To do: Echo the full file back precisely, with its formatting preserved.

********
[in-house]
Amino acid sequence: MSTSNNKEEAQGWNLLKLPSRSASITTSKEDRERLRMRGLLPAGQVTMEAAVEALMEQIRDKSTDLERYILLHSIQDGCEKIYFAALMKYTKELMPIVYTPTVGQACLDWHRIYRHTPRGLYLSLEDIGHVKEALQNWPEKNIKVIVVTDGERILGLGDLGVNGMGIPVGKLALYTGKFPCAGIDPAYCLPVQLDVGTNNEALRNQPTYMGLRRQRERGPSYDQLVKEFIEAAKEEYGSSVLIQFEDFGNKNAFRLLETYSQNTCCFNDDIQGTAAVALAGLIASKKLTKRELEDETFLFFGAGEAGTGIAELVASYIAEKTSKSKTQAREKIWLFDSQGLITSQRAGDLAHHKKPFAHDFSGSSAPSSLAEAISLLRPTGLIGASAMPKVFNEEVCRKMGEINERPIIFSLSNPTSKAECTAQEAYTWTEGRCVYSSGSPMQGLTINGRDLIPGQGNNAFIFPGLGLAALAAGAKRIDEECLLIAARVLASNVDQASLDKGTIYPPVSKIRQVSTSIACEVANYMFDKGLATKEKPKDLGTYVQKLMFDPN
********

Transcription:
[in-house]
Amino acid sequence: MSTSNNKEEAQGWNLLKLPSRSASITTSKEDRERLRMRGLLPAGQVTMEAAVEALMEQIRDKSTDLERYILLHSIQDGCEKIYFAALMKYTKELMPIVYTPTVGQACLDWHRIYRHTPRGLYLSLEDIGHVKEALQNWPEKNIKVIVVTDGERILGLGDLGVNGMGIPVGKLALYTGKFPCAGIDPAYCLPVQLDVGTNNEALRNQPTYMGLRRQRERGPSYDQLVKEFIEAAKEEYGSSVLIQFEDFGNKNAFRLLETYSQNTCCFNDDIQGTAAVALAGLIASKKLTKRELEDETFLFFGAGEAGTGIAELVASYIAEKTSKSKTQAREKIWLFDSQGLITSQRAGDLAHHKKPFAHDFSGSSAPSSLAEAISLLRPTGLIGASAMPKVFNEEVCRKMGEINERPIIFSLSNPTSKAECTAQEAYTWTEGRCVYSSGSPMQGLTINGRDLIPGQGNNAFIFPGLGLAALAAGAKRIDEECLLIAARVLASNVDQASLDKGTIYPPVSKIRQVSTSIACEVANYMFDKGLATKEKPKDLGTYVQKLMFDPN